Ever thought about what clinics of the future would look like?

If not yet, then here is a good start as the care delivery design is gradually changing and influencing all our lives as DOCTORS, PATIENTS, HEALTHCARE STAFF and well everyone!

Source: Google

Cost-effective, timely and efficient are some of the oft-used adjuncts when healthcare leaders discuss tech in the medical industry. Convinced as they are regarding the impact of technology in healthcare, we must admit that they are mostly right, generally because we have seen the vital role of technology from disease diagnosis to care delivery during COVID-19 Pandemic. Although, it goes without saying that tech has ‘waved at the tides of chaos’ in the existing healthcare system, but it wasn’t all so good – was it?

Let’s face it, the issues that technology has caused in the existing healthcare systems during COVID-19 pandemic point toward the lack of infrastructure and trained workforce in healthcare systems. And, if someone should take the blame for it, it should be tech literacy in the healthcare workforce which can be resolved with optimum training!  

Fast forward to the present — today, healthtech systems have also caught the attention of Governmental organisations, Private Practitioners & as well as Patients, who find it an accessible and efficient form of care delivery.

In between the rising expectations of healthcare stakeholders and healthtech companies aspiring to fill these up silos using in the age-old healthcare system, the future of healthcare delivery looks quite different from the healthcare units of today. 

Towards Digital Health

The digital age has given rise to a whole variety of online services, apps and virtual tools that have made our lives easier in so many ways. From booking a flight to finding the perfect holiday destination, we can access information and services on demand with just the click of a mouse or tap of an app. Many traditional industries have been forever changed by this new way of doing things – and healthcare is no exception. The medical world has also been transformed by the digital age, with AI-assisted diagnosis, Automated Reception-desks, Remote patient Monitoring and Telemedicine, all found commonly in diverse specialties. With several innovations taking place within healthcare, what does the future hold for a doctor’s visit?

Source: freepik

Let’s take a closer look —

Medical Consultations

Being a patient, imagine getting a doctor’s appointment, on-time consultations and easy check-out – feels like a blessing, right?

In digital/virtual clinics, this is very much a reality, with just a few taps on your phone, enabling you to seek treatment from the comfort of your home. Such digital clinics can efficiently reduce the overall care expense to a great extent. With inpatient health care services being pushed to home via easy-to-use vital monitoring tools, digital health also guarantees to elevate personalisation in healthcare. 


Although many complicated medical cases and severely ill patients will continue to need acute inpatient services, but, at least the primary consultations are expected to be faster and hassle-free.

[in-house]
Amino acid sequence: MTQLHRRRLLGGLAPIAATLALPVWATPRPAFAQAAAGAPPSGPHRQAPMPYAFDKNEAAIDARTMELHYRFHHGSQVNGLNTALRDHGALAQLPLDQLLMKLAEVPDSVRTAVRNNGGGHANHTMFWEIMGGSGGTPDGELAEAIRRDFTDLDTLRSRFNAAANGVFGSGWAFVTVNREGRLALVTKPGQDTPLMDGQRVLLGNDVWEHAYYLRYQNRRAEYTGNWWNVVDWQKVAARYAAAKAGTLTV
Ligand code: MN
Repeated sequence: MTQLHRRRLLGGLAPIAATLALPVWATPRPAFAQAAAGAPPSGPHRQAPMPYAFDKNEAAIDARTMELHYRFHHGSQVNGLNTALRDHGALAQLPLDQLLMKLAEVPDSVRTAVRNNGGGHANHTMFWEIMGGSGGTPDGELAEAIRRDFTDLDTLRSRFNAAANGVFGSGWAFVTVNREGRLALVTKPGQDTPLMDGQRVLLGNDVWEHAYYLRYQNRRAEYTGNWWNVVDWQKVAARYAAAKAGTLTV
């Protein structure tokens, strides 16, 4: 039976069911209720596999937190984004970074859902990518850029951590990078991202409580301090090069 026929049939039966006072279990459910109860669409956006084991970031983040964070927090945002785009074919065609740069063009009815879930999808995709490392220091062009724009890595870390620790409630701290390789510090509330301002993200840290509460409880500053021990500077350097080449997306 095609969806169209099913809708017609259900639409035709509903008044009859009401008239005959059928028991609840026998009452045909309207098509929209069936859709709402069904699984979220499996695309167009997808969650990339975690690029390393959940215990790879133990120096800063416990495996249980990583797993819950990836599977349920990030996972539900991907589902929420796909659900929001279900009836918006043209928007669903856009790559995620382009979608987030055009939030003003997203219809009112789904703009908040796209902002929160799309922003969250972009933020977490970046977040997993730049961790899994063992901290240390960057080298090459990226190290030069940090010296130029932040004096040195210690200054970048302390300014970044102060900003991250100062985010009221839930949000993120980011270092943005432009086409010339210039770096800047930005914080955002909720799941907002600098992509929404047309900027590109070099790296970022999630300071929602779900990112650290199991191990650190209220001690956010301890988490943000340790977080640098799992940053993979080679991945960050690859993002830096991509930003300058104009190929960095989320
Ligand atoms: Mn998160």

For medicos, other than showing up to less crowded clinic hallways, they can monitor patients intermittently, while collaborating with specialists in other locations about diagnosis or treatment. Not only they’ll be able to make a prognosis in virtual clinic rooms but will reduce the patient load from secondary and tertiary hospitals. All this while, such virtual clinics will give a chance to primary care providers to expand their services in remote/rural locations by setting up  Satellite OP-Clinics in the destination of their choice. 

Other than the healthcare delivery reach, the existing care system is struggling because of poor healthcare record systems and digital clinics of the future seem to have a solution for it. 

Medical Records and Data Security

If you search for your medical records, it is a stack of ‘yellow pages’ with clinics/hospital & diagnostic centre logos — Too old to be read and too fragmented to base a diagnosis on!  This fragmentation usually happens at the primary care level, presenting a challenge for secondary & tertiary care units while delivering better patient care. In response to this challenge, digital healthcare records have emerged as the new standard for healthcare management making medical records more streamlined and secure than ever before. 

While operating via digital clinics and digitising health care records, providers can more easily and accurately track patient care & medications thus reducing medication errors. Additionally, digital healthcare records can be easily shared between providers, which can help improve coordination necessary for personalised care at the grass root levels. For patients, digital healthcare records can help to ensure that their health information is accurate and up-to-date. Additionally, digital healthcare records can give patients more control over their health information and make it easier for them to access their records from anywhere. 

It is understandable that accessibility of medical records will raise several data security issues, and the brilliant minds of IT professionals in healthcare seem to have it covered via below mentioned key functions —

Data Accountability: Medical information is protected by ensuring health care providers are accountable for their access and the platforms that are used to deliver virtual-care protect the data via role-based access control